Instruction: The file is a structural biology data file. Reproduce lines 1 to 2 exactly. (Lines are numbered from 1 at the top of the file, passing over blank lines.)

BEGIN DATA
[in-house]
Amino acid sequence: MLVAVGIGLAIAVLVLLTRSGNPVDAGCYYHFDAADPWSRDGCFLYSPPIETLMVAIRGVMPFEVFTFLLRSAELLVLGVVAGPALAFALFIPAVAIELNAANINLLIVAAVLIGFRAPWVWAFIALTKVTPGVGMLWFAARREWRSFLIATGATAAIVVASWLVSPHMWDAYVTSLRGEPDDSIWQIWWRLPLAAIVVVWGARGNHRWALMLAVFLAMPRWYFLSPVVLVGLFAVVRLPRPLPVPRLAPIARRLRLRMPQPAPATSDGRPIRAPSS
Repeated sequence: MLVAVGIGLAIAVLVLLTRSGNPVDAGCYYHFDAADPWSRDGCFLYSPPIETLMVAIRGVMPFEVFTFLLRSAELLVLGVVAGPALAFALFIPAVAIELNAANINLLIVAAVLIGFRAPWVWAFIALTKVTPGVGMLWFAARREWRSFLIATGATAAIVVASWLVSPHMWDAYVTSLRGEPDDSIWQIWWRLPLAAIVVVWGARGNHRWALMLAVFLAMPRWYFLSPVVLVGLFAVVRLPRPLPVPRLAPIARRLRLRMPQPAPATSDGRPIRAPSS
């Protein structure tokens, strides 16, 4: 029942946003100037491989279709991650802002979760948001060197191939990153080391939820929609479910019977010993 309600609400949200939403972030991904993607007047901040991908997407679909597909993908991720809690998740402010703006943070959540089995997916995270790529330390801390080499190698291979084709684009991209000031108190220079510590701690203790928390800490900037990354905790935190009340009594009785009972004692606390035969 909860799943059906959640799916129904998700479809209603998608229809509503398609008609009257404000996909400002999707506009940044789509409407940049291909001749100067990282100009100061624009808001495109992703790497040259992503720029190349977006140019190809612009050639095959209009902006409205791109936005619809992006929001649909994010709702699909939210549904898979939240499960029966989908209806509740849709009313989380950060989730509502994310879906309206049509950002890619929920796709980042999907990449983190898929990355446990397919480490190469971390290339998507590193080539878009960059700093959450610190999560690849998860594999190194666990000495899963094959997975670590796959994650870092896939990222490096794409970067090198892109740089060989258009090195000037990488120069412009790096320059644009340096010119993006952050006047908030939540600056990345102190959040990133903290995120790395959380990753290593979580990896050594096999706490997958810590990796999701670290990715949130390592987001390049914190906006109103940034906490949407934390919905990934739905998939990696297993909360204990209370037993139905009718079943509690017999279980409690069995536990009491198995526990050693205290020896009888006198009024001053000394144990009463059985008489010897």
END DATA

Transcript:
[in-house]
Amino acid sequence: MLVAVGIGLAIAVLVLLTRSGNPVDAGCYYHFDAADPWSRDGCFLYSPPIETLMVAIRGVMPFEVFTFLLRSAELLVLGVVAGPALAFALFIPAVAIELNAANINLLIVAAVLIGFRAPWVWAFIALTKVTPGVGMLWFAARREWRSFLIATGATAAIVVASWLVSPHMWDAYVTSLRGEPDDSIWQIWWRLPLAAIVVVWGARGNHRWALMLAVFLAMPRWYFLSPVVLVGLFAVVRLPRPLPVPRLAPIARRLRLRMPQPAPATSDGRPIRAPSS